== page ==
The Media Feeds The Skinny

Fashion plays an incredibly large role in the life of every individual on a day-to-day basis. From the moment a person wakes up until the time they shut their eyes to go to sleep, people decide what clothes to adorn their bodies with. Choosing clothes is an unavoidable part of the essential constituents that make up a day.  Not only do these decisions on clothes help a person to identify themselves, clothes invite onlookers to be made aware of the most appealing parts of the body. Most of the time, men and women are attracted to another person based first on appearance. However, the way attractiveness is defined by society has transformed from having a beautiful face or great hair to being thin, for both men and women. Fashion is no longer coined by the clothes that people wear, it is seen more in the way the clothes wear the people.

The ever-evolving definition of attractiveness has thus far landed on being thin or being fit, though the two are often confused for the being the same (mainly because the media uses the two interchangeably at times). To be thin is to be underweight and to be fit is to be physically sound and healthy. Ten years ago, men were more concerned with becoming fit, but now the pressures have increased even more and men want to be thin.

The picture shown above represents how male models would typically appear on the runway, in the 1990’s and early 2000’s. Vey toned and very focused on the masculine features.

This second picture shows how (runway) male models are depicted in the media presently, from runways to advertisements the skinny silhouette is portrayed as a new fashion icon. This is not just a testament about the male figure changing from buff to skinny – it is about how the methods of obtaining this thin appearance have changed, beginning with a steady rise in eating disorders among men.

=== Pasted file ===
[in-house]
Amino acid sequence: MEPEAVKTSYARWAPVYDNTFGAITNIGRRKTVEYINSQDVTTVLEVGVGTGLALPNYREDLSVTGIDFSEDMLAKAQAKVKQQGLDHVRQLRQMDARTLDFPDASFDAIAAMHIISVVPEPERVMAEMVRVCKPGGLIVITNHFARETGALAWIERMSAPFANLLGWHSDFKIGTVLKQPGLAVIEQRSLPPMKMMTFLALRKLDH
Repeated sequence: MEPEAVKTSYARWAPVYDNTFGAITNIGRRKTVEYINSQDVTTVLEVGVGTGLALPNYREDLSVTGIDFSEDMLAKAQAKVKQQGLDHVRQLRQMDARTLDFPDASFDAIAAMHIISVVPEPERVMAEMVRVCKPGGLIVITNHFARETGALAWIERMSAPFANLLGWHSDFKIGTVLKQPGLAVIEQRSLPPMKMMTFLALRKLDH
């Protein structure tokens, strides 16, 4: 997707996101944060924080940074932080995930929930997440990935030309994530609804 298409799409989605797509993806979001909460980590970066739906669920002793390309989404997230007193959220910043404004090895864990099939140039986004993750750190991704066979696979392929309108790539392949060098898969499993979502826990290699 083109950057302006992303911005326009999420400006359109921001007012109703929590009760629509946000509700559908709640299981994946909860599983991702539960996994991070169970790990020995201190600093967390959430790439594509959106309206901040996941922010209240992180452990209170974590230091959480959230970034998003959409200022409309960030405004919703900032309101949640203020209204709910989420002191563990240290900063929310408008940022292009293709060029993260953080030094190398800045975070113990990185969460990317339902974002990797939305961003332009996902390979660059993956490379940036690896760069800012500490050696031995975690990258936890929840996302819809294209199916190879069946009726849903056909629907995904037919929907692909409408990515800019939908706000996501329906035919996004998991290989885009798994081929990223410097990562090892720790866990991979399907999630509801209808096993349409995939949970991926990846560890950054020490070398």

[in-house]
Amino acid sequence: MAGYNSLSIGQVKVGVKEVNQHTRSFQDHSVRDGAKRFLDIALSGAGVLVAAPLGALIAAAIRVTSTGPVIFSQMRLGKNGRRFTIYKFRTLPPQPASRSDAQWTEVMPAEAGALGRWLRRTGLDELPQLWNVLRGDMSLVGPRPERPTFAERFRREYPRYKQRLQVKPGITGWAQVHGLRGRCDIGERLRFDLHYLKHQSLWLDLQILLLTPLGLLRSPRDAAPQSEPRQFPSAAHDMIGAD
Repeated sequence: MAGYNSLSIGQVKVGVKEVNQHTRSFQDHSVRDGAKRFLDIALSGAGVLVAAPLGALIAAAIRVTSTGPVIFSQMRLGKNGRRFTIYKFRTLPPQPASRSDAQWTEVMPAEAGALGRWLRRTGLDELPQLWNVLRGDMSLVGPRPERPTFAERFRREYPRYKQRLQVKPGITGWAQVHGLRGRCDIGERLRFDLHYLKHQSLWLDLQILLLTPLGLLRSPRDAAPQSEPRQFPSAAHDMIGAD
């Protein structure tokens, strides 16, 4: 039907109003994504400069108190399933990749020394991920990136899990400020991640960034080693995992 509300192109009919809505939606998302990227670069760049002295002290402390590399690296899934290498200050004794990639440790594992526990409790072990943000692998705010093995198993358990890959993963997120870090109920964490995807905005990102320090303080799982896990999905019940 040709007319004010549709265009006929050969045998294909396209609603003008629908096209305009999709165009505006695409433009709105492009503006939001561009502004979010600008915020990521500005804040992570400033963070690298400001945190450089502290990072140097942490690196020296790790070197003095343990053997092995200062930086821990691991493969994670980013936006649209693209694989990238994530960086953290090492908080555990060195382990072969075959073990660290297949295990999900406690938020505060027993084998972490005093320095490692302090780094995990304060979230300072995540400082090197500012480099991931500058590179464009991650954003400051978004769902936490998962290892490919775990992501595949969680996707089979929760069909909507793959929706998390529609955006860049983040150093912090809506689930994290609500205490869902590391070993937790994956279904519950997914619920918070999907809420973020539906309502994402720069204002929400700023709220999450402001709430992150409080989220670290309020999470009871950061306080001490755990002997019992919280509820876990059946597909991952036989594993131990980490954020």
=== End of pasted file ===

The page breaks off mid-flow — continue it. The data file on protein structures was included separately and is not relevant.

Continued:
A recent study conducted by Harvard University revealed that in 1990, 10% of the population who struggled with anorexia was men. Now, that number has more than doubled and is currently at an overwhelming 25%. In an article written by Guy Trebay of The New York Times, Stas Svetlichnyy, a Russian model, claimed that, ““Designers like the skinny guy..It looks good in the clothes and that’s the main thing. That’s just the way it is now.” Unfortunately, Svetlichnyy was right when he made this statement. Male models have gotten thinner as the years pass by.

This picture above shows two male models, Sascha Kooienga, left, and Artem Emelianov, who represent the current body type of male models – skinny silhouette.

The media acts as a catalyst for men and women struggling to maintain or just to get the perfect body and it charges these ideals that are just so unrealistic. These images are of people who starve themselves and who have a disorder, a real problem. Disorders such as bulimia or anorexia stem from a variety of misconceptions, starting at a very young age. The media is the biggest pull towards eating disorders, with pictures of the ideal men and women wearing the clothes that are most sought after – of course people want to look like these models. Not only are the models wearing the clothes that the average American could not afford, but they wear the clothes in a way that is so desirable and that attracts attention to “perfect” parts of their bodies. Truly, it is not even just clothes and perfect bodies that are attracting men and women to be thin.

In 2007, Eliana and Luisel Ramos both died within one month of each other after suffering from anorexia. The sisters, pictured above in several different photos, were both runway models from Latin America who were terribly skinny at the time of their deaths. According to CBS News, two friends of both girls both denied that poor eating habits had anything to do with either of the deaths. Later autopsies revealed that malnutrition was, in fact, the cause of death for each sister. This is just a representation of two cases of death followed by an eating disorder. Unfortunately, many suffer from anorexia and/or bulimia as a result of feeling a strong desire to have the perfect, thin, body. The media has begun to represent thin people in a fashionable way to society, as if to say that the only way to be beautiful is to be thin.